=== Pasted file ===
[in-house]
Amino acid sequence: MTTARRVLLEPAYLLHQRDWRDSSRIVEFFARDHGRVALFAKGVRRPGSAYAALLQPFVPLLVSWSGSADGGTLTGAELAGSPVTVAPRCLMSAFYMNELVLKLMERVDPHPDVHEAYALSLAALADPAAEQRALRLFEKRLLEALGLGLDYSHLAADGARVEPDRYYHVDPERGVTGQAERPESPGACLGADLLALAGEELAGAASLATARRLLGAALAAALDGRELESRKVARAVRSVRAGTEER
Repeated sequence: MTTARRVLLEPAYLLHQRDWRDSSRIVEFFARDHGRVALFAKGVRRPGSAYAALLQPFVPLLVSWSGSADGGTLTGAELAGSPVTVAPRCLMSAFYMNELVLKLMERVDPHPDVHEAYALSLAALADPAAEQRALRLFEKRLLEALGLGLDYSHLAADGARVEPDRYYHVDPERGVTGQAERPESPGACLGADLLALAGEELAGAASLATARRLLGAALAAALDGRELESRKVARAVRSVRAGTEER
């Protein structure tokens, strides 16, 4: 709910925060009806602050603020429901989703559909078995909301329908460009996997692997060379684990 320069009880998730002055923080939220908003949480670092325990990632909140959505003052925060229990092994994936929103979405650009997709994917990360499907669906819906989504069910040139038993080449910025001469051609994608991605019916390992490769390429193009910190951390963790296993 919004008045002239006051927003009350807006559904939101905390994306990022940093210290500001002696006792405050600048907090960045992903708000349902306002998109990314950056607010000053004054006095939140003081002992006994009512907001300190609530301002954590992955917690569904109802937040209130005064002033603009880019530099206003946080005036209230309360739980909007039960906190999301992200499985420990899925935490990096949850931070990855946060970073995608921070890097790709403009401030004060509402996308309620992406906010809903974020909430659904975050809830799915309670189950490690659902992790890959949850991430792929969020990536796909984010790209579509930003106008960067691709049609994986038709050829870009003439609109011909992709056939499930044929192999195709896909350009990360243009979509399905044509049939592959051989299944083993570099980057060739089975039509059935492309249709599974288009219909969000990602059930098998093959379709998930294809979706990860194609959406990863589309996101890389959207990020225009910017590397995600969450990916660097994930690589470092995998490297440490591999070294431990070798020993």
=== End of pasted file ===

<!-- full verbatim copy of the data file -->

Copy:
[in-house]
Amino acid sequence: MTTARRVLLEPAYLLHQRDWRDSSRIVEFFARDHGRVALFAKGVRRPGSAYAALLQPFVPLLVSWSGSADGGTLTGAELAGSPVTVAPRCLMSAFYMNELVLKLMERVDPHPDVHEAYALSLAALADPAAEQRALRLFEKRLLEALGLGLDYSHLAADGARVEPDRYYHVDPERGVTGQAERPESPGACLGADLLALAGEELAGAASLATARRLLGAALAAALDGRELESRKVARAVRSVRAGTEER
Repeated sequence: MTTARRVLLEPAYLLHQRDWRDSSRIVEFFARDHGRVALFAKGVRRPGSAYAALLQPFVPLLVSWSGSADGGTLTGAELAGSPVTVAPRCLMSAFYMNELVLKLMERVDPHPDVHEAYALSLAALADPAAEQRALRLFEKRLLEALGLGLDYSHLAADGARVEPDRYYHVDPERGVTGQAERPESPGACLGADLLALAGEELAGAASLATARRLLGAALAAALDGRELESRKVARAVRSVRAGTEER
């Protein structure tokens, strides 16, 4: 709910925060009806602050603020429901989703559909078995909301329908460009996997692997060379684990 320069009880998730002055923080939220908003949480670092325990990632909140959505003052925060229990092994994936929103979405650009997709994917990360499907669906819906989504069910040139038993080449910025001469051609994608991605019916390992490769390429193009910190951390963790296993 919004008045002239006051927003009350807006559904939101905390994306990022940093210290500001002696006792405050600048907090960045992903708000349902306002998109990314950056607010000053004054006095939140003081002992006994009512907001300190609530301002954590992955917690569904109802937040209130005064002033603009880019530099206003946080005036209230309360739980909007039960906190999301992200499985420990899925935490990096949850931070990855946060970073995608921070890097790709403009401030004060509402996308309620992406906010809903974020909430659904975050809830799915309670189950490690659902992790890959949850991430792929969020990536796909984010790209579509930003106008960067691709049609994986038709050829870009003439609109011909992709056939499930044929192999195709896909350009990360243009979509399905044509049939592959051989299944083993570099980057060739089975039509059935492309249709599974288009219909969000990602059930098998093959379709998930294809979706990860194609959406990863589309996101890389959207990020225009910017590397995600969450990916660097994930690589470092995998490297440490591999070294431990070798020993």